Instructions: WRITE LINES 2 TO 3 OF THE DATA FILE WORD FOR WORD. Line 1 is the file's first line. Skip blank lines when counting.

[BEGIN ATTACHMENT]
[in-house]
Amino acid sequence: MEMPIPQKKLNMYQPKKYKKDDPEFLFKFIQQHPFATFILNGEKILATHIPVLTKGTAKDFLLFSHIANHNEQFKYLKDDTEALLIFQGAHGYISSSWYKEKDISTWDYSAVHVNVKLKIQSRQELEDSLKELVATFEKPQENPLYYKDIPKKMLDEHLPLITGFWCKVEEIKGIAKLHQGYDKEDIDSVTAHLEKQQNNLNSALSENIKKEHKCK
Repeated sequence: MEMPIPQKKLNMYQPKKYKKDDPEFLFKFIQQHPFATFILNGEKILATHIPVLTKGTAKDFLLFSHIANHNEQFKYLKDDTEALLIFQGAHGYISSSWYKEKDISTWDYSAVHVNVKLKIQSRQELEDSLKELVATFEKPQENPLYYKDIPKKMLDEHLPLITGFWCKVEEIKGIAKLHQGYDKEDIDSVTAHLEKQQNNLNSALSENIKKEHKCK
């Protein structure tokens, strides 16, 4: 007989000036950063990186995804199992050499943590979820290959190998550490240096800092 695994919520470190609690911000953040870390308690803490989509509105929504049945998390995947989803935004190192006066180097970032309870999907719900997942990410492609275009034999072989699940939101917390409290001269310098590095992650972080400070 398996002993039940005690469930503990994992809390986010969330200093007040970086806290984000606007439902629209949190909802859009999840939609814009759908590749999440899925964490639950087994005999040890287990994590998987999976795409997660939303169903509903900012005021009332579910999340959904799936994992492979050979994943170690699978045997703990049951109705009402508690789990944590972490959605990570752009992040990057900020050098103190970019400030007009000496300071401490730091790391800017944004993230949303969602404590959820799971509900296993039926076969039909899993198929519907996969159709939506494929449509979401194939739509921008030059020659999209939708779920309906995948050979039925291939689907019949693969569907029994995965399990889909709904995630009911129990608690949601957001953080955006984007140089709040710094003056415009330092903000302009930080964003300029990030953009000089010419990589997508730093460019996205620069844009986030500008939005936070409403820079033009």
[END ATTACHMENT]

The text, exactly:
Amino acid sequence: MEMPIPQKKLNMYQPKKYKKDDPEFLFKFIQQHPFATFILNGEKILATHIPVLTKGTAKDFLLFSHIANHNEQFKYLKDDTEALLIFQGAHGYISSSWYKEKDISTWDYSAVHVNVKLKIQSRQELEDSLKELVATFEKPQENPLYYKDIPKKMLDEHLPLITGFWCKVEEIKGIAKLHQGYDKEDIDSVTAHLEKQQNNLNSALSENIKKEHKCK
Repeated sequence: MEMPIPQKKLNMYQPKKYKKDDPEFLFKFIQQHPFATFILNGEKILATHIPVLTKGTAKDFLLFSHIANHNEQFKYLKDDTEALLIFQGAHGYISSSWYKEKDISTWDYSAVHVNVKLKIQSRQELEDSLKELVATFEKPQENPLYYKDIPKKMLDEHLPLITGFWCKVEEIKGIAKLHQGYDKEDIDSVTAHLEKQQNNLNSALSENIKKEHKCK